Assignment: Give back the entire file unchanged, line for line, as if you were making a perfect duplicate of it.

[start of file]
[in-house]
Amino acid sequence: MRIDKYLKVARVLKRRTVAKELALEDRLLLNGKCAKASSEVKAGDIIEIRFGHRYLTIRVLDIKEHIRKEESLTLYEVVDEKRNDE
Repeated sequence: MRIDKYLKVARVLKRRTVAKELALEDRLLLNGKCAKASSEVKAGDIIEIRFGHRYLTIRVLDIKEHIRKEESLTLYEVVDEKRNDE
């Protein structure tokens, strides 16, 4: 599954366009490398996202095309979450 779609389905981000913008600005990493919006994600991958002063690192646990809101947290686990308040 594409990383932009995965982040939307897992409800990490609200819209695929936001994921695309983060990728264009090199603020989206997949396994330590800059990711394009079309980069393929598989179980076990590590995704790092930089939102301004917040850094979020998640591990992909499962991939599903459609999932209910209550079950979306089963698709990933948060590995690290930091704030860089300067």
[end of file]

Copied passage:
[in-house]
Amino acid sequence: MRIDKYLKVARVLKRRTVAKELALEDRLLLNGKCAKASSEVKAGDIIEIRFGHRYLTIRVLDIKEHIRKEESLTLYEVVDEKRNDE
Repeated sequence: MRIDKYLKVARVLKRRTVAKELALEDRLLLNGKCAKASSEVKAGDIIEIRFGHRYLTIRVLDIKEHIRKEESLTLYEVVDEKRNDE
């Protein structure tokens, strides 16, 4: 599954366009490398996202095309979450 779609389905981000913008600005990493919006994600991958002063690192646990809101947290686990308040 594409990383932009995965982040939307897992409800990490609200819209695929936001994921695309983060990728264009090199603020989206997949396994330590800059990711394009079309980069393929598989179980076990590590995704790092930089939102301004917040850094979020998640591990992909499962991939599903459609999932209910209550079950979306089963698709990933948060590995690290930091704030860089300067």